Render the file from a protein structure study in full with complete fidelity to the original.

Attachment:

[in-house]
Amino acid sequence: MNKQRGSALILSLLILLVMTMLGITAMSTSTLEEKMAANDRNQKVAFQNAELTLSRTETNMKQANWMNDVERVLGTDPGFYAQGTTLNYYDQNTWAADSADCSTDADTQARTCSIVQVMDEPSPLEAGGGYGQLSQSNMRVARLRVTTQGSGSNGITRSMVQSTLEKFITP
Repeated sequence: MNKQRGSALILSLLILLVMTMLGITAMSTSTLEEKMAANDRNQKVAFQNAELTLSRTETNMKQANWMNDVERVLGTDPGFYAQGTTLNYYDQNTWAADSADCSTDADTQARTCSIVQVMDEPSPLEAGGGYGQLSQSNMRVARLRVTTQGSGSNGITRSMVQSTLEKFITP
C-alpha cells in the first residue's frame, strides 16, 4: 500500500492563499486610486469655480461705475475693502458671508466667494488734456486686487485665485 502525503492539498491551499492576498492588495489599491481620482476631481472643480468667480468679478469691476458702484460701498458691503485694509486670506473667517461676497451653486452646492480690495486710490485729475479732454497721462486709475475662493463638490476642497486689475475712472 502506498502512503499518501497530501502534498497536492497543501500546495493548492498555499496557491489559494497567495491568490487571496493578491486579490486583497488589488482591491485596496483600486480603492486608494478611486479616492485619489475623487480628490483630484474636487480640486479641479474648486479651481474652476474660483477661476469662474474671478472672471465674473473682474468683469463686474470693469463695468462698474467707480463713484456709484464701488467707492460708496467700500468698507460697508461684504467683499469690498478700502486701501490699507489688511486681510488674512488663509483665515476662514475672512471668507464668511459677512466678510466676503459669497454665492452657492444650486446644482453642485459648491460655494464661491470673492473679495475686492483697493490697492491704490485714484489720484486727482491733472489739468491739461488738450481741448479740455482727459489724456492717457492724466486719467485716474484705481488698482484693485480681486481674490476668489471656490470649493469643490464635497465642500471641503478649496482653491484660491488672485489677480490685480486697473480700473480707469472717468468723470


[in-house]
Amino acid sequence: MNKQRGSALILSLLILLVMTMLGITAMSTSTLEEKMAANDRNQKVAFQNAELTLSRTETNMKQANWMNDVERVLGTDPGFYAQGTTLNYYDQNTWAADSADCSTDADTQARTCSIVQVMDEPSPLEAGGGYGQLSQSNMRVARLRVTTQGSGSNGITRSMVQSTLEKFITP
Repeated sequence: MNKQRGSALILSLLILLVMTMLGITAMSTSTLEEKMAANDRNQKVAFQNAELTLSRTETNMKQANWMNDVERVLGTDPGFYAQGTTLNYYDQNTWAADSADCSTDADTQARTCSIVQVMDEPSPLEAGGGYGQLSQSNMRVARLRVTTQGSGSNGITRSMVQSTLEKFITP
C-alpha cells in the first residue's frame, strides 16, 4: 500500500492563499486610486469655480461705475475693502458671508466667494488734456486686487485665485 502525503492539498491551499492576498492588495489599491481620482476631481472643480468667480468679478469691476458702484460701498458691503485694509486670506473667517461676497451653486452646492480690495486710490485729475479732454497721462486709475475662493463638490476642497486689475475712472 502506498502512503499518501497530501502534498497536492497543501500546495493548492498555499496557491489559494497567495491568490487571496493578491486579490486583497488589488482591491485596496483600486480603492486608494478611486479616492485619489475623487480628490483630484474636487480640486479641479474648486479651481474652476474660483477661476469662474474671478472672471465674473473682474468683469463686474470693469463695468462698474467707480463713484456709484464701488467707492460708496467700500468698507460697508461684504467683499469690498478700502486701501490699507489688511486681510488674512488663509483665515476662514475672512471668507464668511459677512466678510466676503459669497454665492452657492444650486446644482453642485459648491460655494464661491470673492473679495475686492483697493490697492491704490485714484489720484486727482491733472489739468491739461488738450481741448479740455482727459489724456492717457492724466486719467485716474484705481488698482484693485480681486481674490476668489471656490470649493469643490464635497465642500471641503478649496482653491484660491488672485489677480490685480486697473480700473480707469472717468468723470